ETH Zurich/Lucio Isa

Scientists Have Figured Out How to Make Their Own Molecules From Scratch

And the possibilities are huge.

8 APR 2016

A new technique for making artificial molecules in the lab has been developed by researchers in Switzerland, and it opens up the possibility of new micro-robots and other microscopic structures being produced for a specific task - such as delivering medicine into targeted areas in the body - in a way that closely mimics the body's natural processes.

"So far, no scientist has succeeded in fully controlling the sequence of individual components when producing artificial molecules on the micro-scale," said lead researcher, Lucio Isa from ETH Zurich. 


The process to create these artificial molecules starts with microspheres made of polymer or silica - 1 micrometre in diameter - which are placed side-by-side in tiny indentations and engraved in polymer templates. The indentations set the form of the finished object and heat is then used to bond the spheres together.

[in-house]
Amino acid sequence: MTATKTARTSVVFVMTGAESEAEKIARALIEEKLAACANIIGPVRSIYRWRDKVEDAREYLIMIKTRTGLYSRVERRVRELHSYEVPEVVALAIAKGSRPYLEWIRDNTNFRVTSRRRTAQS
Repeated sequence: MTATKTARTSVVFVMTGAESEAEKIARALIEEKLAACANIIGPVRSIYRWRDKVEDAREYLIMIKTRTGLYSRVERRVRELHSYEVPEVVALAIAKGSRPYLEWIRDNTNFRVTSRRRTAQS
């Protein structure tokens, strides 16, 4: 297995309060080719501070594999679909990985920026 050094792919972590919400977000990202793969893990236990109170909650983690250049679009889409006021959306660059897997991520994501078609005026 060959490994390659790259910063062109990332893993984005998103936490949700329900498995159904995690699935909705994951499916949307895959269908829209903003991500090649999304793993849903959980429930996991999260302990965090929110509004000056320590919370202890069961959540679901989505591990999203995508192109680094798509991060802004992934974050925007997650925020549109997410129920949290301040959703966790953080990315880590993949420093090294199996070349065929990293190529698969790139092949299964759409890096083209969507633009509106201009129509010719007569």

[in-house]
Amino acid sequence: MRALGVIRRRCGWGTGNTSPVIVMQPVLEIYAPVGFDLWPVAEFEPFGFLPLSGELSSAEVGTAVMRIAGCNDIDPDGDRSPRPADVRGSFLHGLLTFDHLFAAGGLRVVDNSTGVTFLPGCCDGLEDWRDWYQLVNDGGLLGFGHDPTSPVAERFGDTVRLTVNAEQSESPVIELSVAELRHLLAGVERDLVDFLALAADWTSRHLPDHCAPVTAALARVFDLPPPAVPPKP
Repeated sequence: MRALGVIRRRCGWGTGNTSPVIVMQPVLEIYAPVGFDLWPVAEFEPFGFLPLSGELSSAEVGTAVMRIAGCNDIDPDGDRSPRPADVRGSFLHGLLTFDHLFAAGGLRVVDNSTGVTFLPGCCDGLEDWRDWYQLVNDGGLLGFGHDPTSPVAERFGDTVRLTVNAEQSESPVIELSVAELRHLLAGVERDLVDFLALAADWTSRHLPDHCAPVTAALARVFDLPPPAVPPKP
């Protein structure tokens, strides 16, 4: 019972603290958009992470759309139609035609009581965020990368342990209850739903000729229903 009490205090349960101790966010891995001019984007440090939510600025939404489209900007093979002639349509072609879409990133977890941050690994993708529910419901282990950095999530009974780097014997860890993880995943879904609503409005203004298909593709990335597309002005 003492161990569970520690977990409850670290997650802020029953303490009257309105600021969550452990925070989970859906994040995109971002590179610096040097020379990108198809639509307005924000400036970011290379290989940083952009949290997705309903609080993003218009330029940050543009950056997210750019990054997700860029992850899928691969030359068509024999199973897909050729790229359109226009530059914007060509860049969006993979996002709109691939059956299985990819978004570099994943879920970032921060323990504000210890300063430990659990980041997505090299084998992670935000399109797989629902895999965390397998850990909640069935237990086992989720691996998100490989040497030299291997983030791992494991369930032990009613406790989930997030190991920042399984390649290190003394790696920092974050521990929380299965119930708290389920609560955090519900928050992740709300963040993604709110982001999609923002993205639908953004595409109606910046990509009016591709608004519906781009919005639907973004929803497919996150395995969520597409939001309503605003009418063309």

The team says this new procedure is more effective than other micro-3D printing technologies because it enables scientists to build single micro-structures from multiple materials. This means they can arrange artificial molecules in the sequence and with the geometry of their choosing. 

It also enables them to precisely define magnetic, non-magnetic, and differently charged areas. Small rods, tiny triangles, and basic 3D objects can be created, though the research team wants to expand the capabilities of the process further.

The researchers say the practical benefits of the process could range from self-propelled micro-carriers that move in an external electric field and micro-mixers for lab-on-a-chip applications, to (eventually) micro-robots for biomedical applications which are able to grab, transport, and release other specific micro-objects.

They also think their new technique could be used to assemble larger 'superstructures' for use in areas such as photonics (light-based signal processing).

Thanks to the level of control the team has managed to develop, the process is extremely versatile. "In principle, our method can be adapted to any material, even metals," said Isa.

"The full programmability of our approach opens up new directions not only for assembling and studying complex materials with single-particle-level control but also for fabricating new microscale devices for sensing, patterning, and delivery applications," concludes the study, which has been published in the journal Science Advances.

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